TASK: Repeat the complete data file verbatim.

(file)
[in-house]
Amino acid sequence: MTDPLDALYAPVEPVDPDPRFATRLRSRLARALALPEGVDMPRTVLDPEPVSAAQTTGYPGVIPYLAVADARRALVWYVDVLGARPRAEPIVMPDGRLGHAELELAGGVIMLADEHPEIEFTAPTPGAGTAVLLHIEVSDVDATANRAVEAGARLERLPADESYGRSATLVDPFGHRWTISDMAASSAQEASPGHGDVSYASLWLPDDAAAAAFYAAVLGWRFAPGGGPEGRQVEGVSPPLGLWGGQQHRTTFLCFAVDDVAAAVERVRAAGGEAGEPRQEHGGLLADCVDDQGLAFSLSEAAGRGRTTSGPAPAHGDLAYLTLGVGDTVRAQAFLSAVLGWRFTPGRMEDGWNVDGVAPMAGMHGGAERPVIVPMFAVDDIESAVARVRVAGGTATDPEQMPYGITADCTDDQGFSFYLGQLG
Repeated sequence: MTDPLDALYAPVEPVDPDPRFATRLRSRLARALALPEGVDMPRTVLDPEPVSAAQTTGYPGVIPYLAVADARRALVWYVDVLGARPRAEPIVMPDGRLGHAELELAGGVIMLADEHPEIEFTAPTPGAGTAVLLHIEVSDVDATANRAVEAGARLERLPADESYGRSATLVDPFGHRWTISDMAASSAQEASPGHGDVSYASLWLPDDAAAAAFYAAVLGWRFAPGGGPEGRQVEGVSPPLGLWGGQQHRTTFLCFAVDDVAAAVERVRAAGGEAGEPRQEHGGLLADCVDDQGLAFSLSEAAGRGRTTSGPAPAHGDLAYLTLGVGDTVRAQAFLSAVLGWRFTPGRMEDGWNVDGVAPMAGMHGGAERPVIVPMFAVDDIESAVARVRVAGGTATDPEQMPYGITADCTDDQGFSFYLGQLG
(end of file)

[in-house]
Amino acid sequence: MTDPLDALYAPVEPVDPDPRFATRLRSRLARALALPEGVDMPRTVLDPEPVSAAQTTGYPGVIPYLAVADARRALVWYVDVLGARPRAEPIVMPDGRLGHAELELAGGVIMLADEHPEIEFTAPTPGAGTAVLLHIEVSDVDATANRAVEAGARLERLPADESYGRSATLVDPFGHRWTISDMAASSAQEASPGHGDVSYASLWLPDDAAAAAFYAAVLGWRFAPGGGPEGRQVEGVSPPLGLWGGQQHRTTFLCFAVDDVAAAVERVRAAGGEAGEPRQEHGGLLADCVDDQGLAFSLSEAAGRGRTTSGPAPAHGDLAYLTLGVGDTVRAQAFLSAVLGWRFTPGRMEDGWNVDGVAPMAGMHGGAERPVIVPMFAVDDIESAVARVRVAGGTATDPEQMPYGITADCTDDQGFSFYLGQLG
Repeated sequence: MTDPLDALYAPVEPVDPDPRFATRLRSRLARALALPEGVDMPRTVLDPEPVSAAQTTGYPGVIPYLAVADARRALVWYVDVLGARPRAEPIVMPDGRLGHAELELAGGVIMLADEHPEIEFTAPTPGAGTAVLLHIEVSDVDATANRAVEAGARLERLPADESYGRSATLVDPFGHRWTISDMAASSAQEASPGHGDVSYASLWLPDDAAAAAFYAAVLGWRFAPGGGPEGRQVEGVSPPLGLWGGQQHRTTFLCFAVDDVAAAVERVRAAGGEAGEPRQEHGGLLADCVDDQGLAFSLSEAAGRGRTTSGPAPAHGDLAYLTLGVGDTVRAQAFLSAVLGWRFTPGRMEDGWNVDGVAPMAGMHGGAERPVIVPMFAVDDIESAVARVRVAGGTATDPEQMPYGITADCTDDQGFSFYLGQLG